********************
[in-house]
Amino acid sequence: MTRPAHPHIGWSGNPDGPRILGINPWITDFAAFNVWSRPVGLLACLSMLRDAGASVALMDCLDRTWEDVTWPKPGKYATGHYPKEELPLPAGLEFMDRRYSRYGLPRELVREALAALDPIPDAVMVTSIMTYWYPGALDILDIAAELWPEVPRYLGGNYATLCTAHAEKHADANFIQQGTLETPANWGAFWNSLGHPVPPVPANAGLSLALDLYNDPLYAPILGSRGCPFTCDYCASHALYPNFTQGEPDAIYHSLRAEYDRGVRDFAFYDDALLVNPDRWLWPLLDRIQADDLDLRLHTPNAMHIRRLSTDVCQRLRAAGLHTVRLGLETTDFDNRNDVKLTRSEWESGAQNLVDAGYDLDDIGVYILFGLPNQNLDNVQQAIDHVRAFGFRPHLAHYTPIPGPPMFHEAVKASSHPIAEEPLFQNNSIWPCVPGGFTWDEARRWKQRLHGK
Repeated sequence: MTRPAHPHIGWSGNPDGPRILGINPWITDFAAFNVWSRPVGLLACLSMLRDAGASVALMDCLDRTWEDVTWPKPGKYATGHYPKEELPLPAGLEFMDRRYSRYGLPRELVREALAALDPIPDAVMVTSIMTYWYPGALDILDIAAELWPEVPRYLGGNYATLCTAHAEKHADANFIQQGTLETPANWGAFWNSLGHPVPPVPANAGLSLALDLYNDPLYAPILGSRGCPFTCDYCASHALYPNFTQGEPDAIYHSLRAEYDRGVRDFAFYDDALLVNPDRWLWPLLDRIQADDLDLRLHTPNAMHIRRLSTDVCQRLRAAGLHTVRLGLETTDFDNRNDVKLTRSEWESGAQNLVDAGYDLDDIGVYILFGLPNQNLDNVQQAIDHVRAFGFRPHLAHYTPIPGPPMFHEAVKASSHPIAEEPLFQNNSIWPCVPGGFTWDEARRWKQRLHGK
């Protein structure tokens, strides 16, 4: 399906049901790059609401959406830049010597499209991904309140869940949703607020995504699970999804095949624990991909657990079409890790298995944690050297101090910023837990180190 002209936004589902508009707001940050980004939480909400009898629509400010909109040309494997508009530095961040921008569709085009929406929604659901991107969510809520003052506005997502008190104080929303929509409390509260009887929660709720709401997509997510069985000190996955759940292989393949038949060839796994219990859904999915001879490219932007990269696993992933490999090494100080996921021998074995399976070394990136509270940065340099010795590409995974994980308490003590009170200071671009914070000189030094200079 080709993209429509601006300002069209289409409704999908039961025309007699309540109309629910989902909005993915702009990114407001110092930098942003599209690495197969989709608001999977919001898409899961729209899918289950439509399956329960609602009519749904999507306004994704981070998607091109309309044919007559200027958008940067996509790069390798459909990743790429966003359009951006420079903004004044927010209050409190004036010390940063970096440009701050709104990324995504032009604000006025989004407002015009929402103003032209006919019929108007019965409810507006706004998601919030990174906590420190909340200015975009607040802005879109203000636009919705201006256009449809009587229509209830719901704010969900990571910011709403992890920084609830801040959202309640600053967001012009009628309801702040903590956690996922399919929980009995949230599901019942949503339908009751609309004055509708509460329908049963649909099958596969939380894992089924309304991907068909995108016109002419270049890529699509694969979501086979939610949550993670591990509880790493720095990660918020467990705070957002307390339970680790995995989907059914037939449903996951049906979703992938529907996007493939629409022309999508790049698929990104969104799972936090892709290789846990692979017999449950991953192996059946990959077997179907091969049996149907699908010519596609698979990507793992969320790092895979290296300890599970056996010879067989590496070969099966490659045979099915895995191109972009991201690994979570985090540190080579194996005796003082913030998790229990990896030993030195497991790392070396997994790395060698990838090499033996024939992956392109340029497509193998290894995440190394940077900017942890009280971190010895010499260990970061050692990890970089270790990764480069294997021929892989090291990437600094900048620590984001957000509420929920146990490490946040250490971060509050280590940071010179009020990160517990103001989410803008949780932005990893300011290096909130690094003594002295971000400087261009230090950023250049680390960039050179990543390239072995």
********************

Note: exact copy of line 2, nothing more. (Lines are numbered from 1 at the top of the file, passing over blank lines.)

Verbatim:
Amino acid sequence: MTRPAHPHIGWSGNPDGPRILGINPWITDFAAFNVWSRPVGLLACLSMLRDAGASVALMDCLDRTWEDVTWPKPGKYATGHYPKEELPLPAGLEFMDRRYSRYGLPRELVREALAALDPIPDAVMVTSIMTYWYPGALDILDIAAELWPEVPRYLGGNYATLCTAHAEKHADANFIQQGTLETPANWGAFWNSLGHPVPPVPANAGLSLALDLYNDPLYAPILGSRGCPFTCDYCASHALYPNFTQGEPDAIYHSLRAEYDRGVRDFAFYDDALLVNPDRWLWPLLDRIQADDLDLRLHTPNAMHIRRLSTDVCQRLRAAGLHTVRLGLETTDFDNRNDVKLTRSEWESGAQNLVDAGYDLDDIGVYILFGLPNQNLDNVQQAIDHVRAFGFRPHLAHYTPIPGPPMFHEAVKASSHPIAEEPLFQNNSIWPCVPGGFTWDEARRWKQRLHGK